Academic journal article The McKinsey Quarterly

Electronic Commerce (Finally) Comes of Age

Academic journal article The McKinsey Quarterly

Electronic Commerce (Finally) Comes of Age

Article excerpt

Independent developments have accelerated the pace of on-line transactions

One thing is clear: brokers and existing vendor - supplier relationships are vulnerable

You could be too if you don't understand the economics of the electronic marketplace

A new breed of intermediary is taking advantage of the economics of information. One of them may already be at work in your market, insinuated between you and your customers.

New entrants such as Industry. Net, IBEX, and Auto-By-Tel are using electronic networks to jump into the value chain in markets from software to industrial goods. The Internet's World Wide Web, along with the many private networks now emerging, allows these intermediaries to match buyers with sellers and deliver products and services at much lower cost and asset intensity than would be possible within a physical value chain.

Opportunities for buyers, sellers, and new intermediaries to create value in electronic channels are by no means limited to start-ups. Established companies are also moving to capitalize on the economic benefits and marketing reach of e-commerce technologies. Banks are moving to shift their customers to electronic channels - and cross-marketing related financial services such as brokerage and travel along the way. Retailers including Wal-Mart and Kmart have announced on-line sales programs. Some of these shifts are being driven by the entrance of new intermediaries; others are designed to discourage new entrants.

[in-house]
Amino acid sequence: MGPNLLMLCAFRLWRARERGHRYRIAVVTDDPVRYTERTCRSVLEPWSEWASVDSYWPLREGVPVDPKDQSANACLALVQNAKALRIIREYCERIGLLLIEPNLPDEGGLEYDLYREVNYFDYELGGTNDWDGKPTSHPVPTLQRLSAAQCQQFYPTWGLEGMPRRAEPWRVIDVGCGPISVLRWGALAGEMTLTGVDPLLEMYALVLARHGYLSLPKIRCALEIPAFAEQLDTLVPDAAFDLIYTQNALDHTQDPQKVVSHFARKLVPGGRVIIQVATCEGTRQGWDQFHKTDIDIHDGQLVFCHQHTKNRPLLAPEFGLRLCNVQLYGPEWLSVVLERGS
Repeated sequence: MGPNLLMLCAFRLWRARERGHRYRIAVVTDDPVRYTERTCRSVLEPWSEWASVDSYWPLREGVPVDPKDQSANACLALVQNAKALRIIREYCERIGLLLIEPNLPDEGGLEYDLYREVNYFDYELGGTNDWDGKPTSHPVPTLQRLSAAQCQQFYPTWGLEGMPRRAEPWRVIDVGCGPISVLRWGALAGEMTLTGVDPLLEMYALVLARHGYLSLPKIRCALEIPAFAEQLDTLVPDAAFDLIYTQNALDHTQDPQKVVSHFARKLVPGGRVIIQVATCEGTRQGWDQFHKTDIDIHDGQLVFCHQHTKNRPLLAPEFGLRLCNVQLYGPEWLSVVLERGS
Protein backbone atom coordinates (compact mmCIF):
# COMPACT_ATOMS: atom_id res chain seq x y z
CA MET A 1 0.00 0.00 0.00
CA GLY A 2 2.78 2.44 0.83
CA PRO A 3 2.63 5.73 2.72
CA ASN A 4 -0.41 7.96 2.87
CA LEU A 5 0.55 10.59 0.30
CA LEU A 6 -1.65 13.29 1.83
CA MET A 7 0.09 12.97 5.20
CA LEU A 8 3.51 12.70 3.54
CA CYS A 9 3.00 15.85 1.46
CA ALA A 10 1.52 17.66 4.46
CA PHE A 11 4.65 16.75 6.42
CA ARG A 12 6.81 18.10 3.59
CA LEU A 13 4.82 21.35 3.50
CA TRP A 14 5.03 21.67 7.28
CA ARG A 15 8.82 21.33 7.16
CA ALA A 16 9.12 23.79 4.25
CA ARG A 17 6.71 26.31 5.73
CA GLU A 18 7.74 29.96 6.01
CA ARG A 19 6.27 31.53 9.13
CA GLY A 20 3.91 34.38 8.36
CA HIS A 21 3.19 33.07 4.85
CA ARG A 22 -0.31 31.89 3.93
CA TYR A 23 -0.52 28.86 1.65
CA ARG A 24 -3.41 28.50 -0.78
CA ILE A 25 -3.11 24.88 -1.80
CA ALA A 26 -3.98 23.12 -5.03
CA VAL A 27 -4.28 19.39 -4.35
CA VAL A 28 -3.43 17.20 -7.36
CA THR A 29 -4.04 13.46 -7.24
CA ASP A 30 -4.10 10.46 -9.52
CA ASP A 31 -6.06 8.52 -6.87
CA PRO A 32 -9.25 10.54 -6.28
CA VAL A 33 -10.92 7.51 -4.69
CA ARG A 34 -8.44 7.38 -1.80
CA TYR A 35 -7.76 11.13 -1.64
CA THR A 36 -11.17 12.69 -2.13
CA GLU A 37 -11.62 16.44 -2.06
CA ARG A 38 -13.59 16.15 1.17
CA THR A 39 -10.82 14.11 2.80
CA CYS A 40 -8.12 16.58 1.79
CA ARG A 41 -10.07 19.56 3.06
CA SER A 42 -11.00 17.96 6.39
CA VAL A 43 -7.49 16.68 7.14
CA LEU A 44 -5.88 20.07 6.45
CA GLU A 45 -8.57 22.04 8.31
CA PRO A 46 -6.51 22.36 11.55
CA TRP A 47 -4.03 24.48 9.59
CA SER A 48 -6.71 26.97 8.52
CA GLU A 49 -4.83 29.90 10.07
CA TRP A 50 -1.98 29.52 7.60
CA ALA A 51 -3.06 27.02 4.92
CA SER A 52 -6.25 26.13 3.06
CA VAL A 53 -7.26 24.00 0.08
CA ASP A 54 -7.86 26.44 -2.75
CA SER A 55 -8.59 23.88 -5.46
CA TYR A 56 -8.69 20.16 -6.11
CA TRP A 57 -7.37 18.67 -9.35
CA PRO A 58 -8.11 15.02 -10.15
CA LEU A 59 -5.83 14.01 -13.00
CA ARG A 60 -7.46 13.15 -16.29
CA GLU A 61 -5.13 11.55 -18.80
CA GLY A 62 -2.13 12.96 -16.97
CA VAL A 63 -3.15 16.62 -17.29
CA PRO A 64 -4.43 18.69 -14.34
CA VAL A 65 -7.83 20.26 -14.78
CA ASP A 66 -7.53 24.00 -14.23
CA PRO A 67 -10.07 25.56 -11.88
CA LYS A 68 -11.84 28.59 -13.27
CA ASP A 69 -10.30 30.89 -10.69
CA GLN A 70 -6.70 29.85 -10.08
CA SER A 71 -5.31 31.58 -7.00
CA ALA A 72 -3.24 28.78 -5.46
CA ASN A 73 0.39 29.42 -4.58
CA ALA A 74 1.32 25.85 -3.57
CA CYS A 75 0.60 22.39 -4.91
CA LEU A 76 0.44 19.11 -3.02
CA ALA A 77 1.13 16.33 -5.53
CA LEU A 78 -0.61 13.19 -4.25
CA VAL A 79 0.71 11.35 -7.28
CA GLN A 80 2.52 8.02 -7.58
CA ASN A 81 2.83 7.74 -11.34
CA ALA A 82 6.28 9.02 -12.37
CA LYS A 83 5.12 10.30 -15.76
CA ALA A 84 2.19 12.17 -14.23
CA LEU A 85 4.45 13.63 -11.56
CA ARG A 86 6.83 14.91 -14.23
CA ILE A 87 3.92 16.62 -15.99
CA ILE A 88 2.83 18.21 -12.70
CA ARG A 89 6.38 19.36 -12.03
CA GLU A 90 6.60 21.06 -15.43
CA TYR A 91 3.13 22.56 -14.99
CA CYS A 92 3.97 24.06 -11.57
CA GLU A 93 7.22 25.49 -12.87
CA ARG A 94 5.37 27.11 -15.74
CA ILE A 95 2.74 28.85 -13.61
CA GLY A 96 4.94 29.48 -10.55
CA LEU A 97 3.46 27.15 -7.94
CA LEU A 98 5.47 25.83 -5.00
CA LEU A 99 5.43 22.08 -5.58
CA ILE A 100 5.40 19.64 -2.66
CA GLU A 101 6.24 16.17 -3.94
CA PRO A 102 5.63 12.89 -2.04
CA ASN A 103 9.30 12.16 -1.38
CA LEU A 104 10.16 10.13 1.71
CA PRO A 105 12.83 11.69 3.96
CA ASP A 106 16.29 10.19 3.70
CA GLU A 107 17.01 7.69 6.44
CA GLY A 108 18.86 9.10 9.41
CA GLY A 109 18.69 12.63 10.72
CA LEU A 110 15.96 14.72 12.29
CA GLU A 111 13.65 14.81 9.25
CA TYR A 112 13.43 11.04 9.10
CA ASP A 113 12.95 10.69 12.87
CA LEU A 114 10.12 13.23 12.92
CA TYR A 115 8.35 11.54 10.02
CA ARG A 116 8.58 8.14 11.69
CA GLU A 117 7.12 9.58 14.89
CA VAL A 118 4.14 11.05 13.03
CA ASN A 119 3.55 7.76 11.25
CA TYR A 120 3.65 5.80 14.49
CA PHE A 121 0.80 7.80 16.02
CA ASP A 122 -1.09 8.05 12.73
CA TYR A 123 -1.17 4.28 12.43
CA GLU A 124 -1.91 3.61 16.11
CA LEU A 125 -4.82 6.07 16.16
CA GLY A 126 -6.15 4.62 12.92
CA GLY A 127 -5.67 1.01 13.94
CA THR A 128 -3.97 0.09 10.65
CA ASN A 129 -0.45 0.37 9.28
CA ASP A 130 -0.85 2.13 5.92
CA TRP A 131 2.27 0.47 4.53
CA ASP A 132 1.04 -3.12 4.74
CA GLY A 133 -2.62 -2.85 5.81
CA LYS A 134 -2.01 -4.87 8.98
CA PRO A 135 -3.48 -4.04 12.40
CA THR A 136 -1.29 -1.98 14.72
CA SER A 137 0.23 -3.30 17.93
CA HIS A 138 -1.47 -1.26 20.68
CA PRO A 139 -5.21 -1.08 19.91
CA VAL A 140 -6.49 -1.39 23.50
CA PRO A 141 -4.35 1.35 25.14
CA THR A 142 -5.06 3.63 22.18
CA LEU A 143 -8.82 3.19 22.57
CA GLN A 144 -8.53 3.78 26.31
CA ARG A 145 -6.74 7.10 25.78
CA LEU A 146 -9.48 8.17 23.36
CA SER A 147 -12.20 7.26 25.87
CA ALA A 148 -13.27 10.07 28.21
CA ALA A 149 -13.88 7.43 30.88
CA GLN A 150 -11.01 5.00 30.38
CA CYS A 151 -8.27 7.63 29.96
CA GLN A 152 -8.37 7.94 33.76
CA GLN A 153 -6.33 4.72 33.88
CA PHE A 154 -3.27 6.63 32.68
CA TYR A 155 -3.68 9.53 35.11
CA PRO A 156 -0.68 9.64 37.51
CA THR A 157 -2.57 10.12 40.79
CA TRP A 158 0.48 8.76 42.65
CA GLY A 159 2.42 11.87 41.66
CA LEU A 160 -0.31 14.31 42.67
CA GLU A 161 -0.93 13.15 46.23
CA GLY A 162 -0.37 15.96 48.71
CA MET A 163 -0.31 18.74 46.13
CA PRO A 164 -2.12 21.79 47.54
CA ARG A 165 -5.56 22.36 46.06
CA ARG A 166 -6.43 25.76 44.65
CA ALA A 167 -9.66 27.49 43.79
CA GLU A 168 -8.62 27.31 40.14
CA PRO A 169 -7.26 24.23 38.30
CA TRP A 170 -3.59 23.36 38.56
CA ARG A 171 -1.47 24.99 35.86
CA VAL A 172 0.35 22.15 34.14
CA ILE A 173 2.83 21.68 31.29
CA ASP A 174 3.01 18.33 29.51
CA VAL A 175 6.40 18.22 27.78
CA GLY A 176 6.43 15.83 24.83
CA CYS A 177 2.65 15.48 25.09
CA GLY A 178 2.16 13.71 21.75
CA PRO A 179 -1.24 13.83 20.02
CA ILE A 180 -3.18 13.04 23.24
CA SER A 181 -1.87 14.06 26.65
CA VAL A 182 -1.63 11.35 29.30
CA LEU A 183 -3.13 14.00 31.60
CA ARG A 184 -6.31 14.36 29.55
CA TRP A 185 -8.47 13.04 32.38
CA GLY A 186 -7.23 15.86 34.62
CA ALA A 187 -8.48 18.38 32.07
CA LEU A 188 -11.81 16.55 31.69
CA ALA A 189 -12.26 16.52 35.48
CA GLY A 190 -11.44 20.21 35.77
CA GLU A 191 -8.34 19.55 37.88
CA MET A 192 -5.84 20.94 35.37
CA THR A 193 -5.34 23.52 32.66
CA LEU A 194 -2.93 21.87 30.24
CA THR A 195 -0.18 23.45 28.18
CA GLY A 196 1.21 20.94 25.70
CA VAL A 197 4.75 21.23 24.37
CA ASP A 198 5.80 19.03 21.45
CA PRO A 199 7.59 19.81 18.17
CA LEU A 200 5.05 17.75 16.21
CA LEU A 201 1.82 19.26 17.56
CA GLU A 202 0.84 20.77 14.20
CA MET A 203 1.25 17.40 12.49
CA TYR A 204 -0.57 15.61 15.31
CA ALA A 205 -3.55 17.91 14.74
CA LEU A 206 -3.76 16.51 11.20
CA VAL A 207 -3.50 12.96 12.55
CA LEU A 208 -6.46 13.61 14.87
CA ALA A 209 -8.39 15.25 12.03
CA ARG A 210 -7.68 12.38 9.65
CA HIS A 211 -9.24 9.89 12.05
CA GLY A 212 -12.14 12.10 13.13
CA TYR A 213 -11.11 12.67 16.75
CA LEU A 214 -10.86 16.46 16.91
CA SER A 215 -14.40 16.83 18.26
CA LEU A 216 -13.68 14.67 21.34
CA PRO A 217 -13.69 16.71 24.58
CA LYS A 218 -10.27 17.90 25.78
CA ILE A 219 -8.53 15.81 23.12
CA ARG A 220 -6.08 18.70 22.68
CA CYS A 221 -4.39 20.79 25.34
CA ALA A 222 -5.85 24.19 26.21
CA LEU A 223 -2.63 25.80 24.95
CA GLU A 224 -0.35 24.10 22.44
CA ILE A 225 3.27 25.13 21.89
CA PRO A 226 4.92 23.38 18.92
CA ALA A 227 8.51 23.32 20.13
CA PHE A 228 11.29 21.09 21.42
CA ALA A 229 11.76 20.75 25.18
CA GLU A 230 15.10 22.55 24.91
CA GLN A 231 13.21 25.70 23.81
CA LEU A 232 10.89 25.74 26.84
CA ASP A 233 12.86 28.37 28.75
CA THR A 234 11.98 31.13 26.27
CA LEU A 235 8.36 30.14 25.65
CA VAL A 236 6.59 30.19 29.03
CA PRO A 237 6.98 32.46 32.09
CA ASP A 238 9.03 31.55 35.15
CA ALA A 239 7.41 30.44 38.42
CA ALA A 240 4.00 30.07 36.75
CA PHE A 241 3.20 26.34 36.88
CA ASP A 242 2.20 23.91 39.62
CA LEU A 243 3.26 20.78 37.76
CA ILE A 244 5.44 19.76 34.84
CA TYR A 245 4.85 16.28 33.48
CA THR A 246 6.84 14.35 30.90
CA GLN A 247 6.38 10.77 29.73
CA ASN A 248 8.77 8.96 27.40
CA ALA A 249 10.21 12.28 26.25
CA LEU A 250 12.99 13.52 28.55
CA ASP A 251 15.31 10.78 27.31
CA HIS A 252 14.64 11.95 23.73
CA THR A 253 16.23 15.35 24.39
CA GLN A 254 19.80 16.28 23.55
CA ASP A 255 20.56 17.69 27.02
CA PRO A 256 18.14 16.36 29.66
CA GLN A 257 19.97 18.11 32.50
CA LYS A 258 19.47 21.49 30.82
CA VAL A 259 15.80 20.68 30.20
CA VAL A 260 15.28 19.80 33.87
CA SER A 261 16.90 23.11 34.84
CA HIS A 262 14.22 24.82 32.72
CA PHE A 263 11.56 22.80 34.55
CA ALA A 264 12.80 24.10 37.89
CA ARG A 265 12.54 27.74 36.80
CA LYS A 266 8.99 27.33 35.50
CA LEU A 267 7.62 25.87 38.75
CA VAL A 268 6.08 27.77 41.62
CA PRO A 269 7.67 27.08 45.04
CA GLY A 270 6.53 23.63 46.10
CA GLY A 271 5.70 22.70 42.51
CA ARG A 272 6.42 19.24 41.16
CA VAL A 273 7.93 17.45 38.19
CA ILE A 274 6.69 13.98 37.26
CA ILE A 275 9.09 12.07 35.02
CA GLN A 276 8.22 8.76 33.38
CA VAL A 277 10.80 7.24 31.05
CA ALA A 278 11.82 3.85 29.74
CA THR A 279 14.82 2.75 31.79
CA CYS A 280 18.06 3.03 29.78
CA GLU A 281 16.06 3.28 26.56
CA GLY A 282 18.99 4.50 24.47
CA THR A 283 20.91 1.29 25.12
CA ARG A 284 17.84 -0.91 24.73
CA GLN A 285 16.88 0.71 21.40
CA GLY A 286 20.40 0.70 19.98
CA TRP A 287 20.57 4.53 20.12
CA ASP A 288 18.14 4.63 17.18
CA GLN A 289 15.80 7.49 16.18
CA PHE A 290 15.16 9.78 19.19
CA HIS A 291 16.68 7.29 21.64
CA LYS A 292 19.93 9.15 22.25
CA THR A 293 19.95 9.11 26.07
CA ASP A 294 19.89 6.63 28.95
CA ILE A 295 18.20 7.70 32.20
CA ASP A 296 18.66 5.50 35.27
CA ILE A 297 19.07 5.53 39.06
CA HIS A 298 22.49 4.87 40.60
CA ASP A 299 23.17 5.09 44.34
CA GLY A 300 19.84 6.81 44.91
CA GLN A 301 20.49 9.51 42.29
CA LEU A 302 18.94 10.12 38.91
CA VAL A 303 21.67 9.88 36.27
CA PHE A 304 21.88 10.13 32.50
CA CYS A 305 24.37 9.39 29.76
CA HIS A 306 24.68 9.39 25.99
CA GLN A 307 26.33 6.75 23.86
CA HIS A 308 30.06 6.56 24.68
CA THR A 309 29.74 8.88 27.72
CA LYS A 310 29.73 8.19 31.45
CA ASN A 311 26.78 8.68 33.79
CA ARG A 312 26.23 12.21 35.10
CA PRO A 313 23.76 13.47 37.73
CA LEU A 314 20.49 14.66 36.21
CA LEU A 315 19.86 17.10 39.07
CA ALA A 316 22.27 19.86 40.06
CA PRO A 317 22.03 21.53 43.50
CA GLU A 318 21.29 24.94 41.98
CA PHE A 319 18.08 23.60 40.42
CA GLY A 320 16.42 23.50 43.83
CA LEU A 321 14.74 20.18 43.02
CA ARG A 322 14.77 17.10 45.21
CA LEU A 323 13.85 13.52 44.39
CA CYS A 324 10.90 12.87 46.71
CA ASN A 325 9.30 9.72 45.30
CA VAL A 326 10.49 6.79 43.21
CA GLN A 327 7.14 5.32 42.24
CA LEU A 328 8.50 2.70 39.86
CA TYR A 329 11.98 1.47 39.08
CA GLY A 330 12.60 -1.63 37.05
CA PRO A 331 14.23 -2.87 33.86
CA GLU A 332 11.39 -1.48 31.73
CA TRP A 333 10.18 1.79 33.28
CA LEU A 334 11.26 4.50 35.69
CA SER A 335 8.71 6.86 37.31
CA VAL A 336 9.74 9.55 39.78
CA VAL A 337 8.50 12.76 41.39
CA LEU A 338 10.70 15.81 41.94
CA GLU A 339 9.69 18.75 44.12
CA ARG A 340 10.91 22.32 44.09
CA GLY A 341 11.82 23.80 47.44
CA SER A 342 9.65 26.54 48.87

These moves indicate that electronic commerce - defined as the electronic exchange of information, goods, services, and payments (Exhibit 1) - has finally come of age.

Companies still mulling over technological issues - like how to establish a web site - and wondering when or if to include electronic commerce in their plans, may be missing opportunities or threats that are now emerging. Just about any industry is a fertile field for benefits to be captured or for new intermediaries to take hold. More than opportunity cost is involved: for established players in such industries as financial services, electronics (including software), publishing, industrial goods, entertainment, healthcare, and retailing, electronic commerce holds the potential to place revenue streams at risk.

In payment systems alone, a portion of the $33 billion in transaction revenues may be up for grabs as payments are transferred from the physical to the electronic value chain. We estimate that for every percentage point shift to electronic payments, anywhere from $50 million to $300 million in payments revenues, could be captured by payments processors companies that may or may not be the existing financial institutions who currently capture those revenues and the related spread and float income.

Established players of all stripes are often at a distinct disadvantage when it comes to competing on these new terms. Their existing products, culture, business practices, channels, and customers can all militate against seizing new opportunities particularly if these involve cannibalizing current revenue streams. But they can compete in electronic commerce provided they have a solid understanding of what it is, how new intermediaries are using it to reduce costs and to grow revenues, and what structural changes will arise as their industry migrates from the physical to the electronic value chain.

Exhibit 1

E-commerce applications

Business-to-business services      Business-to-consumer services

Traditional E-commerce             Messaging services

* EDI and EFT                      * E-mail
* Messaging/E-mail                 * Fax
* Fax

Online information services,       Online information services,
eg Lexis-Nexis                     eg America Online, CompuServe

Electronic marketplaces/           Electronic marketplaces/
transactions, eg Industry.Net,     transactions, eg Internet home
electronic malls                   shopping

E-commerce comes of age

Electronic commerce used to be the preserve of large companies that could afford to build or lease the necessary proprietary networks. …

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